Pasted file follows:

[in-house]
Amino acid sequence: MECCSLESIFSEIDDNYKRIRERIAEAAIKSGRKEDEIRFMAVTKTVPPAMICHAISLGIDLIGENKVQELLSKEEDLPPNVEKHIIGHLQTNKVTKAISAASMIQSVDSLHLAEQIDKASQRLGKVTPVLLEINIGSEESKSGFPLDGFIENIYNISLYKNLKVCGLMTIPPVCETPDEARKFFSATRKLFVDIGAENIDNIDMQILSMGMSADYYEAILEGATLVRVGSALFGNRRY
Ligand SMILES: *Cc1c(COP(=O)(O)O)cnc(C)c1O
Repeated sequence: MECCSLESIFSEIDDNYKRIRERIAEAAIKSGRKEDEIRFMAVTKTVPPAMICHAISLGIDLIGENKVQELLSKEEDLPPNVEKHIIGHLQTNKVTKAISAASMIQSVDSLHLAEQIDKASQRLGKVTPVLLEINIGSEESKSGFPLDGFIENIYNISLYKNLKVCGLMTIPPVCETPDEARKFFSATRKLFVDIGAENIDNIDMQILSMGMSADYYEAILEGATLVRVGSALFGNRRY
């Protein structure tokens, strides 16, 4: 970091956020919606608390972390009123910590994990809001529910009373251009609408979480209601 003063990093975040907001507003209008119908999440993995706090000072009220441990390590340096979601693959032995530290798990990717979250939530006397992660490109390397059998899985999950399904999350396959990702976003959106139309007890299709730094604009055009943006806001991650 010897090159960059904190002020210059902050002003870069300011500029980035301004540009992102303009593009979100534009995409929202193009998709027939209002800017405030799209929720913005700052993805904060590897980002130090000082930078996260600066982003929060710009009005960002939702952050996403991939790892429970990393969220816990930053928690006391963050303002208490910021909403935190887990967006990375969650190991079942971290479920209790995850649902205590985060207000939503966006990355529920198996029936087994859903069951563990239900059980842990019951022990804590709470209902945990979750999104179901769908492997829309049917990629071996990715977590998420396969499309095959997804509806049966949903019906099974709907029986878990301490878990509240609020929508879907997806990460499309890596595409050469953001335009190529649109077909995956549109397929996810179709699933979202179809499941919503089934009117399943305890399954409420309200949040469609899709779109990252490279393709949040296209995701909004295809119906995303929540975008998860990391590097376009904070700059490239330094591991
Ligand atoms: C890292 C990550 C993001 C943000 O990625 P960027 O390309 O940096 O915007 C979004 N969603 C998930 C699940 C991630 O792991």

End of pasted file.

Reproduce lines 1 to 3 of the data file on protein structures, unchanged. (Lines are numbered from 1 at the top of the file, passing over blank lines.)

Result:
[in-house]
Amino acid sequence: MECCSLESIFSEIDDNYKRIRERIAEAAIKSGRKEDEIRFMAVTKTVPPAMICHAISLGIDLIGENKVQELLSKEEDLPPNVEKHIIGHLQTNKVTKAISAASMIQSVDSLHLAEQIDKASQRLGKVTPVLLEINIGSEESKSGFPLDGFIENIYNISLYKNLKVCGLMTIPPVCETPDEARKFFSATRKLFVDIGAENIDNIDMQILSMGMSADYYEAILEGATLVRVGSALFGNRRY
Ligand SMILES: *Cc1c(COP(=O)(O)O)cnc(C)c1O